Many Americans who cannot currently buy a home are renovating their rental homes instead.
Tenants, resigned to staying put until the housing market improves and unwilling to live with bland decor, are swapping fixtures, designing patios, and ordering custom furniture. Online furniture retailer Wayfair inc
Bookings for easily reversible additional services such as the installation of new doorknobs and drawer handles have tripled since last year.
The return on these investments is likely zero, but tenants say they shouldn’t own a home to have a place that feels like home.
“My attitude is that I want to live now and enjoy now,” said Dinah Eke, a 37-year-old pharmaceutical project manager who shares a New York City rental apartment with her husband and their three children and is a renter-friendly DIY tutorials on social media.
Nesting tenants are an indicator that the housing market is at or near a peak, said Ken Johnson, an economics professor at Florida Atlantic University who studies housing and rental markets.
“It doesn’t make financial sense to invest in a property that you rent,” he said. “The reason is that going from renting to owning is incredibly expensive.”
According to John Burns Real Estate Consulting, the cost of buying a single-family home in the US was $888 a month more than renting a home in September. Confidence in the US housing market hit a new low in early November when 16% of Americans said it was a good time to buy a home, according to the Fannie Mae sentiment poll. Lease renewal rates also hit an all-time high last year, according to real estate research firm RealPage.
Priced above the domestic market or uninterested in higher rates on 30-year mortgages, renters are installing temporary peel-and-stick wallpaper, a popular upgrade for those looking to customize their space on a budget.
Temporary wallpaper sold traditional wallpaper for the first time nationwide in August, according to wallpaper seller Spoonflower. According to Chasing Paper, another online seller, peel-and-stick wallpaper sales in major rental markets like New York, Chicago, San Francisco and Austin, Texas are double to triple traditional wallpaper sales. Wallpaper requests via gig booking app TaskRabbit are up 38% year to date.
Kathleen Adams, a 35-year-old marketing strategist and restaurateur, installed geometric patterned peel-off wallpaper in her bedroom in June, just before she signed a two-year lease on her New York apartment.
She moved into the building in 2017, shortly after her bid to buy her own apartment fell through due to construction delays. Since then, house prices in the city have risen 46%, according to the Federal Reserve Bank of St. Louis.
Like most renters, Ms Adams was reluctant to make changes to a space that she did not own. Lease agreements typically require tenants to leave the units as they were on the day you move in. Making changes often means renters have to both pay for renovations and reverse them.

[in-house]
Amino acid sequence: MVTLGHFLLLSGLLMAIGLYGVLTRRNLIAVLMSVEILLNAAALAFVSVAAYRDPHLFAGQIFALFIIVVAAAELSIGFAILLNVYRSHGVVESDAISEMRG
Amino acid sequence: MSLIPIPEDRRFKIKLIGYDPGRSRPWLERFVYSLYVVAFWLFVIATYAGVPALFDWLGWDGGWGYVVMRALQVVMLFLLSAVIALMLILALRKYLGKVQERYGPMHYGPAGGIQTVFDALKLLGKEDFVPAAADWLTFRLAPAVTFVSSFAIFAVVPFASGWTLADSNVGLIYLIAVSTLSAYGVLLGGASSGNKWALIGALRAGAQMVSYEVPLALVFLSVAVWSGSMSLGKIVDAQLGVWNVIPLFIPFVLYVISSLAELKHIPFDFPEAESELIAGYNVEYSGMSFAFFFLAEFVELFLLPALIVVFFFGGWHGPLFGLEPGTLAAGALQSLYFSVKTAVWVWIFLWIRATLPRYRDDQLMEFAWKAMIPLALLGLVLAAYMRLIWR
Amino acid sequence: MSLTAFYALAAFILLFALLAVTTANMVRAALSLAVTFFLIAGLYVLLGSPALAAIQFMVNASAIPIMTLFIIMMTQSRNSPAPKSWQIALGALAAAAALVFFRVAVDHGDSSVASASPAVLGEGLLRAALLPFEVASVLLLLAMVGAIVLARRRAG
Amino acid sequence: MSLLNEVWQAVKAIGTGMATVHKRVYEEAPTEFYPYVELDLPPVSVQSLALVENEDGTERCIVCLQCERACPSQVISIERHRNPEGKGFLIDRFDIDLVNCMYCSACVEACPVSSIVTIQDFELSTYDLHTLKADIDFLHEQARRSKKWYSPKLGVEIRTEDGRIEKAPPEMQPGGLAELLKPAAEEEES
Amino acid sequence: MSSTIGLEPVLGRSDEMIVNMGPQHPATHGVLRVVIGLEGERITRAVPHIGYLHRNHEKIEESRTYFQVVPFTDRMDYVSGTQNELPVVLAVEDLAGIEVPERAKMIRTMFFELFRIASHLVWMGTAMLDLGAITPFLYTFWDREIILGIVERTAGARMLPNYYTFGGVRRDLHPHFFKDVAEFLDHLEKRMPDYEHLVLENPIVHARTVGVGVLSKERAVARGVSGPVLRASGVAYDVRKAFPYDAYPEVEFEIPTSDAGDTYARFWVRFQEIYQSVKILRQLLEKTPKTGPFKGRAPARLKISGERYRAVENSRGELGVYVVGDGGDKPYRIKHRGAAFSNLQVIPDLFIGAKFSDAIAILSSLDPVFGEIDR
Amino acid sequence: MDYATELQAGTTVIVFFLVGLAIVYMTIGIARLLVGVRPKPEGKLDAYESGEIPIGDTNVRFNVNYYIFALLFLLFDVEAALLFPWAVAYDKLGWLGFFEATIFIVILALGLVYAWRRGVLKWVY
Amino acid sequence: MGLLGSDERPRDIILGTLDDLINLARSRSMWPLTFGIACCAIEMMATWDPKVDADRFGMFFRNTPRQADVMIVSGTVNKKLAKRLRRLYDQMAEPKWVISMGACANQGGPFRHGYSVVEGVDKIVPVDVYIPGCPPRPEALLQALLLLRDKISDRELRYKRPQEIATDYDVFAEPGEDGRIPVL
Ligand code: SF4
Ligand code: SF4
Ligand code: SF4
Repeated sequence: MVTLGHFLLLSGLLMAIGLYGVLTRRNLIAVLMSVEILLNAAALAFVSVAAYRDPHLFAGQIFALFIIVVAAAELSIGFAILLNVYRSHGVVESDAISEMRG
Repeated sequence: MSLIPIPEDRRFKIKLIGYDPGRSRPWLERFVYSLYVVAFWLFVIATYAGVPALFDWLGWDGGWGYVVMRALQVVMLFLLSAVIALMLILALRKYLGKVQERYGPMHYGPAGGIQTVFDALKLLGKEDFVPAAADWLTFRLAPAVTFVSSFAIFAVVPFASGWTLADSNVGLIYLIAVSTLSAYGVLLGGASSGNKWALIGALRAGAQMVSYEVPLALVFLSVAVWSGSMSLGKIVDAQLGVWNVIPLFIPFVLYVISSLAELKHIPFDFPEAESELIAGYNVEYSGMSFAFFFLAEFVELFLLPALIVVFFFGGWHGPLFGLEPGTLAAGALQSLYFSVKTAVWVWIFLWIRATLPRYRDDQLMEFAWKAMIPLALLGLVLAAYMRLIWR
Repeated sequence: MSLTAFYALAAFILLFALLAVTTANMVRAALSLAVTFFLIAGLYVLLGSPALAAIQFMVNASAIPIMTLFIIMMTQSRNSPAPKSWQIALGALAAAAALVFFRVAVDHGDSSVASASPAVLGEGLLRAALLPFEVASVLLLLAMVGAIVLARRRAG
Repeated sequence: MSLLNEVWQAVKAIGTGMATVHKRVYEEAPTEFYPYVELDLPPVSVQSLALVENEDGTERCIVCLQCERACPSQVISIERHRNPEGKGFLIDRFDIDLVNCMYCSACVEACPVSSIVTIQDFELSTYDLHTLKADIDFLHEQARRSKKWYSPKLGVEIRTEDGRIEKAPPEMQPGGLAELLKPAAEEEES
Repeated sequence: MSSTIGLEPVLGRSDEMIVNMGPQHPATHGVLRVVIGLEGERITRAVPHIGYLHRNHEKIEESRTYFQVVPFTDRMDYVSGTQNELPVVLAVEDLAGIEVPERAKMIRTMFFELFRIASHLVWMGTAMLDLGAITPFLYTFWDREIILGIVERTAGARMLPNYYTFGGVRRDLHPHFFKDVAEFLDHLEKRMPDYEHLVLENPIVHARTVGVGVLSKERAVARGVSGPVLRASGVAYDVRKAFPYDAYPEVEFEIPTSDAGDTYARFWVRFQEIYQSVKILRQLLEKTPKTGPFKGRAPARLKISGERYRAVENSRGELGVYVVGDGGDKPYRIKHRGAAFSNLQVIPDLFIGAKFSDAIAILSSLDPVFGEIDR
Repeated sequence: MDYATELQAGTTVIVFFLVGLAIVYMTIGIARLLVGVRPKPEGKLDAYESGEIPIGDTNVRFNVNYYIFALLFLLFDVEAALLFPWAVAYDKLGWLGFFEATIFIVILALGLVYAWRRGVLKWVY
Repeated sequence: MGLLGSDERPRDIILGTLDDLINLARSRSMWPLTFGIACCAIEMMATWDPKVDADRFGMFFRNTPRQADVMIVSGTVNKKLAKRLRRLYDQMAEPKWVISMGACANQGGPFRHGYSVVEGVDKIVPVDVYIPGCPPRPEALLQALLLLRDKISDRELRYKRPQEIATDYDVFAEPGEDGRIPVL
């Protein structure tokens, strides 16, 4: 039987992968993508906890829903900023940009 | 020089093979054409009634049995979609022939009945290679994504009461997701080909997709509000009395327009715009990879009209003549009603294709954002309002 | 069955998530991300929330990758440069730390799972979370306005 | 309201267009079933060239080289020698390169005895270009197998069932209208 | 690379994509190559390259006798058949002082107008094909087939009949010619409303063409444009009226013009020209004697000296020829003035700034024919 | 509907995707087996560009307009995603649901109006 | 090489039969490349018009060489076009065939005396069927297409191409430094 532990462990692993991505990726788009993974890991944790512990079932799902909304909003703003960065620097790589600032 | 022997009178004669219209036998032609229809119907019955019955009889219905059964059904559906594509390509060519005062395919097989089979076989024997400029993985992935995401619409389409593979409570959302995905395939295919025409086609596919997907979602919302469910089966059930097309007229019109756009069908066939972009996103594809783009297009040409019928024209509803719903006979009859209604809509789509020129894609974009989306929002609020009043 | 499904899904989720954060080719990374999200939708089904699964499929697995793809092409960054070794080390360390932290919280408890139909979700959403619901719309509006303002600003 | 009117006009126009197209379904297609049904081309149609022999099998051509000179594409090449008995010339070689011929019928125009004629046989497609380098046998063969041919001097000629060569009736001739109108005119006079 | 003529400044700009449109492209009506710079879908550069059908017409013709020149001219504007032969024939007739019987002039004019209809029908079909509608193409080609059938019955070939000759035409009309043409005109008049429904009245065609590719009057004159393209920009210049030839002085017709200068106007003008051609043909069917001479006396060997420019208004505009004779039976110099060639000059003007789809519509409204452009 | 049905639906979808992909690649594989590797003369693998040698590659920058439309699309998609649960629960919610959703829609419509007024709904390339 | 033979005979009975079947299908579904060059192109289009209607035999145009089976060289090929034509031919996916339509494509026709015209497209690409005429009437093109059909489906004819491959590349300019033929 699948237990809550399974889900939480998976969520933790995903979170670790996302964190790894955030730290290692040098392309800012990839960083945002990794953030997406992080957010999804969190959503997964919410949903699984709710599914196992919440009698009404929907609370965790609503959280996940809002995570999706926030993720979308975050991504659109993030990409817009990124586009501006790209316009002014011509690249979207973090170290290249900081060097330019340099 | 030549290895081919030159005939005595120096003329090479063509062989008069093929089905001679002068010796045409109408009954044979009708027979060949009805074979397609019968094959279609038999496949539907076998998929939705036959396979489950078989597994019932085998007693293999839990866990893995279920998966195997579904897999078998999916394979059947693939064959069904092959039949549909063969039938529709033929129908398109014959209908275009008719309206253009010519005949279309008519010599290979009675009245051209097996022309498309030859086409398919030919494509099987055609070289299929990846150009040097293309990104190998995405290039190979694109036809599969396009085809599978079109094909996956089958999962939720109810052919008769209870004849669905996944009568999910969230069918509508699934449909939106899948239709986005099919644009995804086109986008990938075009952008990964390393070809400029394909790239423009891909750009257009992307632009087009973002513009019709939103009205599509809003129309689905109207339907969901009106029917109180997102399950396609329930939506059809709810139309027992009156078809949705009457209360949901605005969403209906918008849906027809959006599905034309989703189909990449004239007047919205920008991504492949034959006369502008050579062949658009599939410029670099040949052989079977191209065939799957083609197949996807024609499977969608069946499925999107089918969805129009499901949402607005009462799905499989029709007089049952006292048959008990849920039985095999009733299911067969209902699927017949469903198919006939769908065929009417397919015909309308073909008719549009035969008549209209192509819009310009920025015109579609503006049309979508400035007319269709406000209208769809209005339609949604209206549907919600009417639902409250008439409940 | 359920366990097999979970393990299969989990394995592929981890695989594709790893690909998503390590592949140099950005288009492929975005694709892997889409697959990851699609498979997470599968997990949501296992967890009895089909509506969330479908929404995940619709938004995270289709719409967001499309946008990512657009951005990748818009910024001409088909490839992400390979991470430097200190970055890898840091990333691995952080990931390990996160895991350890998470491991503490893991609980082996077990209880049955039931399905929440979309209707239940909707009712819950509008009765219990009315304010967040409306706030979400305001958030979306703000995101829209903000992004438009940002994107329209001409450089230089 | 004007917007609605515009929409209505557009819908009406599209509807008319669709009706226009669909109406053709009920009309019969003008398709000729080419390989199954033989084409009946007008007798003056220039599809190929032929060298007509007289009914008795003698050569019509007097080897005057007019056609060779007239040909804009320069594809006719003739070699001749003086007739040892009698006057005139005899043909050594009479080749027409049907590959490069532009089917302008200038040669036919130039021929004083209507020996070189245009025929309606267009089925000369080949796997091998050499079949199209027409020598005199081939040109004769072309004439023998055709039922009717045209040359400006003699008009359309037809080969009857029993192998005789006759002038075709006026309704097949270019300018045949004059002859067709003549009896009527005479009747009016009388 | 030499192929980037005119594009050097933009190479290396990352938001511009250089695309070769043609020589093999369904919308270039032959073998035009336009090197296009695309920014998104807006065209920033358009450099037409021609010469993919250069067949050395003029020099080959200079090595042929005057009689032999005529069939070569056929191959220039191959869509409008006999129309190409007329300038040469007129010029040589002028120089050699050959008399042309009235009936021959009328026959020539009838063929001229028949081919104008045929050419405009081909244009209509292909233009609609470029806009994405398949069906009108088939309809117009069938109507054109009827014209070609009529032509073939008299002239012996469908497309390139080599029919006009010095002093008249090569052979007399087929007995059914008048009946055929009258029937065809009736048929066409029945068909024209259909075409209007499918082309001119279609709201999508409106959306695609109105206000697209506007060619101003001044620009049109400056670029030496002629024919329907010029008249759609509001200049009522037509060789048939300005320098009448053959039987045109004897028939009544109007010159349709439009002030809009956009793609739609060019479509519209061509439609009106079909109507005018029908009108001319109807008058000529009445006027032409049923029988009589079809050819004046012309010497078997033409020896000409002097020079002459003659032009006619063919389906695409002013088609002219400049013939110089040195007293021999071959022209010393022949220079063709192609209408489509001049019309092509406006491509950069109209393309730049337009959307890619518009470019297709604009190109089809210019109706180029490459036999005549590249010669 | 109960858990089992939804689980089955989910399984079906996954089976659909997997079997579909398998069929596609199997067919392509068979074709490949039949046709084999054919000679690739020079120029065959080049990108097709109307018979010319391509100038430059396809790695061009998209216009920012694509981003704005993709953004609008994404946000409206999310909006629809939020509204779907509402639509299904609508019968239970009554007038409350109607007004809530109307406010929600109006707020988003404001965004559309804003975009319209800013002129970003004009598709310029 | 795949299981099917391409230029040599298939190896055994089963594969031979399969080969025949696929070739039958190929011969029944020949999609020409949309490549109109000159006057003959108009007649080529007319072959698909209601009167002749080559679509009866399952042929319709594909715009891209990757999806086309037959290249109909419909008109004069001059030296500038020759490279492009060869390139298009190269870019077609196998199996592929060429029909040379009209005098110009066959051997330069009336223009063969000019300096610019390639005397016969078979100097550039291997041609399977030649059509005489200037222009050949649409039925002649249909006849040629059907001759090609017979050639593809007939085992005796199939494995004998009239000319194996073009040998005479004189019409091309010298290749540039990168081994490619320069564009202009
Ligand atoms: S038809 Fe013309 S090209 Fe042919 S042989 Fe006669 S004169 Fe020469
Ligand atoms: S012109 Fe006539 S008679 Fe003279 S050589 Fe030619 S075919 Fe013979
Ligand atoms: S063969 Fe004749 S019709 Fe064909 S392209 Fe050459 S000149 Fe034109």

Ms Adams lived in New York for more than a decade before drilling her first hole in the wall to hang a painting during the pandemic. She has since redesigned the cement patio overlooking the street with artificial grass and mood lighting, and commissioned a custom-sized artwork to fill the wall in her living room corner.
“If I spend my summer doing DIY, it means I’ll be here for a while,” she said.
Nesting tenants have given a surprise boost to interior design firms like Havenly, which had been expecting the housing market to cool down. The revenue growth rate in 2022 topped last year, partly due to a 20% increase in tenant spending, said Lee Mayer, chief executive officer of the online company that designs floor plans and sells furniture.
“If you were a renter looking to buy a house next year, suddenly you’re going to be a renter for a few more years,” she said. “If it was only a few months, you probably wouldn’t have put up that wallpaper.”
The majority of Americans continue to believe that housing is a good investment, even as the percentage of renters who think they will ever become homeowners has fallen to an all-time low of 43% over the past year, according to an annual housing survey conducted by the Federal Reserve Bank of New York.
Spending money to modernize a home you rent may not make good business sense, but that doesn’t mean the satisfaction of living in a more attractive space isn’t worth it, Prof Johnson said. Depending on the landlord, tenants can even get the landlord to share the cost or negotiate a rent reduction in exchange for renovations.
“Houses mean more to people than just an investment,” said Prof. Johnson.
Some renters say it can make financial sense to upgrade a rental compared to alternatives, especially in cities where rents are rising.
When Kayla Fory, 30, moved to Los Angeles from San Francisco last year for a job, she settled on a small, poorly lit apartment and immediately began renovating.
Ms. Fory estimates that she spent approximately $1,000 on renovations, including replacing all generic hardware on her cabinets and drawers with antique glass bulbs, updating the lighting fixtures, and removing the blinds and glass shower door in favor of drapes.
“If I walked into an apartment that looked perfect, I’d be spending $1,000 more on rent every month,” she said. “The longer I’m in the room, the more cost-effective this decision was.”
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